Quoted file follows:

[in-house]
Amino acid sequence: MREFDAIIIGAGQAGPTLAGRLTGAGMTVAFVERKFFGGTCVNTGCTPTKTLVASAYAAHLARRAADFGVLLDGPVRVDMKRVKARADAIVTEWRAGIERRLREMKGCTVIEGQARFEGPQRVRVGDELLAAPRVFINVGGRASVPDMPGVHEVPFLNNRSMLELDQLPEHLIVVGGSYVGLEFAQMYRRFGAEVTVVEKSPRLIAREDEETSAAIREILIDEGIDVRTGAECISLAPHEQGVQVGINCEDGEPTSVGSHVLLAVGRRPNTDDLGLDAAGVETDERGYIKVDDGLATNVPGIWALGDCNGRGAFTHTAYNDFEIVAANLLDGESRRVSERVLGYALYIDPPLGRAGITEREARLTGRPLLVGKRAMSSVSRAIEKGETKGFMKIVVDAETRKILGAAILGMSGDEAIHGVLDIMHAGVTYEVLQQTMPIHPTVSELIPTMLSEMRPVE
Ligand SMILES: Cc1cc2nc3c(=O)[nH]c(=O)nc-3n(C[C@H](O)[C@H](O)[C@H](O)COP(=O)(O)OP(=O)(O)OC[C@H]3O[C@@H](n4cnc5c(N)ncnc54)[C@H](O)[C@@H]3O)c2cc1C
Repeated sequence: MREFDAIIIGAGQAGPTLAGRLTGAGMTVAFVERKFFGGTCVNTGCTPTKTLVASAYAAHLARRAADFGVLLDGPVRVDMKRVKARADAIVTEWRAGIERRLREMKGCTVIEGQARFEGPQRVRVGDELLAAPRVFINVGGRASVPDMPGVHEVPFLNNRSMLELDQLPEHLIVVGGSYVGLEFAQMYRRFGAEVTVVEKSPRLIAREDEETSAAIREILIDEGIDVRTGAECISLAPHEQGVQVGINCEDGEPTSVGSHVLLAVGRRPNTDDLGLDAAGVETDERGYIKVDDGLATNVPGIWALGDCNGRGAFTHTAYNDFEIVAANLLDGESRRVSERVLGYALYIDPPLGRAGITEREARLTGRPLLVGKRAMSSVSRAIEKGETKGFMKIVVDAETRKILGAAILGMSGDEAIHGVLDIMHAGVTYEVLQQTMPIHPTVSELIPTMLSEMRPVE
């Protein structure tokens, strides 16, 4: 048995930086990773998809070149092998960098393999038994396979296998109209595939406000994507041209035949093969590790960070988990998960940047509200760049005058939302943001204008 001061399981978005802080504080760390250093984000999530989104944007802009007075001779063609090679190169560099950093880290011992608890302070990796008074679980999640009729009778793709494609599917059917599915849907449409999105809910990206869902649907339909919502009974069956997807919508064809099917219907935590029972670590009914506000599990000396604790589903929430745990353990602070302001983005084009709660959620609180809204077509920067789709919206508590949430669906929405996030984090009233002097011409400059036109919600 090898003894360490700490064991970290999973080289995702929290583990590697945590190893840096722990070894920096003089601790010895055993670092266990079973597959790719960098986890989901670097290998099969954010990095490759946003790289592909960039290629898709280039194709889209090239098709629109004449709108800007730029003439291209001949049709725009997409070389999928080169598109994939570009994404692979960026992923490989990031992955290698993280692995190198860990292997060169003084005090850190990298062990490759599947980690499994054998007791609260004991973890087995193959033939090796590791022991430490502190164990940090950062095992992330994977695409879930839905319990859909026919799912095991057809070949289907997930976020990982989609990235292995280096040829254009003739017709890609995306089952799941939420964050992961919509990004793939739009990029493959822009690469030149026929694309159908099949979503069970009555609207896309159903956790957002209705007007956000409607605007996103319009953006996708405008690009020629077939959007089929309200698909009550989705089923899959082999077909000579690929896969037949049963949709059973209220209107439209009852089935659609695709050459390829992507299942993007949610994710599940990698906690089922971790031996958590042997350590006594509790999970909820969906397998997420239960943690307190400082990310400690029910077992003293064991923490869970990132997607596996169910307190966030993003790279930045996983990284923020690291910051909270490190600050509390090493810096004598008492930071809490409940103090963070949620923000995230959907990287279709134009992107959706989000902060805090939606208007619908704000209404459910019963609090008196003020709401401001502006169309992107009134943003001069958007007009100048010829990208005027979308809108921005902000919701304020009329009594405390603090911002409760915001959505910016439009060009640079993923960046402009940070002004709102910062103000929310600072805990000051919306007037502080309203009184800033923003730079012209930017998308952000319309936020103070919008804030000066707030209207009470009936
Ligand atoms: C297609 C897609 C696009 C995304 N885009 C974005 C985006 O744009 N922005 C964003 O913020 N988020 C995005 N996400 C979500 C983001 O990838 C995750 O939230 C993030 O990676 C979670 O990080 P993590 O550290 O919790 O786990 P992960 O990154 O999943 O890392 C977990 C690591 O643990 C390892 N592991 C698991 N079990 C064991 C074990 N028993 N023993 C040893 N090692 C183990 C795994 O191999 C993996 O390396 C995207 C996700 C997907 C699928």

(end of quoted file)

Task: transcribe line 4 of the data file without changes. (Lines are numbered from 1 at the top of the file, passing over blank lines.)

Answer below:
Repeated sequence: MREFDAIIIGAGQAGPTLAGRLTGAGMTVAFVERKFFGGTCVNTGCTPTKTLVASAYAAHLARRAADFGVLLDGPVRVDMKRVKARADAIVTEWRAGIERRLREMKGCTVIEGQARFEGPQRVRVGDELLAAPRVFINVGGRASVPDMPGVHEVPFLNNRSMLELDQLPEHLIVVGGSYVGLEFAQMYRRFGAEVTVVEKSPRLIAREDEETSAAIREILIDEGIDVRTGAECISLAPHEQGVQVGINCEDGEPTSVGSHVLLAVGRRPNTDDLGLDAAGVETDERGYIKVDDGLATNVPGIWALGDCNGRGAFTHTAYNDFEIVAANLLDGESRRVSERVLGYALYIDPPLGRAGITEREARLTGRPLLVGKRAMSSVSRAIEKGETKGFMKIVVDAETRKILGAAILGMSGDEAIHGVLDIMHAGVTYEVLQQTMPIHPTVSELIPTMLSEMRPVE